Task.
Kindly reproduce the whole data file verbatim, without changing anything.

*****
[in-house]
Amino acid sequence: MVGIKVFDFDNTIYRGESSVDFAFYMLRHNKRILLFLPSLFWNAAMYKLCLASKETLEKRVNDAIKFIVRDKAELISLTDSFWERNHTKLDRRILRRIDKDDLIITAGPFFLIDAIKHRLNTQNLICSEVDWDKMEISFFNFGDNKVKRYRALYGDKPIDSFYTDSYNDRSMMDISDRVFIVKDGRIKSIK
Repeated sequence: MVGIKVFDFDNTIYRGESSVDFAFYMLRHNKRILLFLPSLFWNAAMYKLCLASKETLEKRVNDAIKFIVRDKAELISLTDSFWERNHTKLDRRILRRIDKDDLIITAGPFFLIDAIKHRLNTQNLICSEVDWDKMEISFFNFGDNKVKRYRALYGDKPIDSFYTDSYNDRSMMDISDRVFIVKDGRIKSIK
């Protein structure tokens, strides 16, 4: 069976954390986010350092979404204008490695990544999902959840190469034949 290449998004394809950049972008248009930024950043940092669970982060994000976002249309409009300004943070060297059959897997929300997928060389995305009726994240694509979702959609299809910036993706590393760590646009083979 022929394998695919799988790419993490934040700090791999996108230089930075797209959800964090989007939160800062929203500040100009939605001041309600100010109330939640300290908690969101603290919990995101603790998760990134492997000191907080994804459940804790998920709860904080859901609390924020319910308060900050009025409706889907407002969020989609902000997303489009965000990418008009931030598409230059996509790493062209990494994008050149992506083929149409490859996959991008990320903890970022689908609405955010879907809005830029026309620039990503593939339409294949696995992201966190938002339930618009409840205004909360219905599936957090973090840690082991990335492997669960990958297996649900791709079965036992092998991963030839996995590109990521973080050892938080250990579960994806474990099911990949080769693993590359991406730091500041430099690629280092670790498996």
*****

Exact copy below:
[in-house]
Amino acid sequence: MVGIKVFDFDNTIYRGESSVDFAFYMLRHNKRILLFLPSLFWNAAMYKLCLASKETLEKRVNDAIKFIVRDKAELISLTDSFWERNHTKLDRRILRRIDKDDLIITAGPFFLIDAIKHRLNTQNLICSEVDWDKMEISFFNFGDNKVKRYRALYGDKPIDSFYTDSYNDRSMMDISDRVFIVKDGRIKSIK
Repeated sequence: MVGIKVFDFDNTIYRGESSVDFAFYMLRHNKRILLFLPSLFWNAAMYKLCLASKETLEKRVNDAIKFIVRDKAELISLTDSFWERNHTKLDRRILRRIDKDDLIITAGPFFLIDAIKHRLNTQNLICSEVDWDKMEISFFNFGDNKVKRYRALYGDKPIDSFYTDSYNDRSMMDISDRVFIVKDGRIKSIK
């Protein structure tokens, strides 16, 4: 069976954390986010350092979404204008490695990544999902959840190469034949 290449998004394809950049972008248009930024950043940092669970982060994000976002249309409009300004943070060297059959897997929300997928060389995305009726994240694509979702959609299809910036993706590393760590646009083979 022929394998695919799988790419993490934040700090791999996108230089930075797209959800964090989007939160800062929203500040100009939605001041309600100010109330939640300290908690969101603290919990995101603790998760990134492997000191907080994804459940804790998920709860904080859901609390924020319910308060900050009025409706889907407002969020989609902000997303489009965000990418008009931030598409230059996509790493062209990494994008050149992506083929149409490859996959991008990320903890970022689908609405955010879907809005830029026309620039990503593939339409294949696995992201966190938002339930618009409840205004909360219905599936957090973090840690082991990335492997669960990958297996649900791709079965036992092998991963030839996995590109990521973080050892938080250990579960994806474990099911990949080769693993590359991406730091500041430099690629280092670790498996």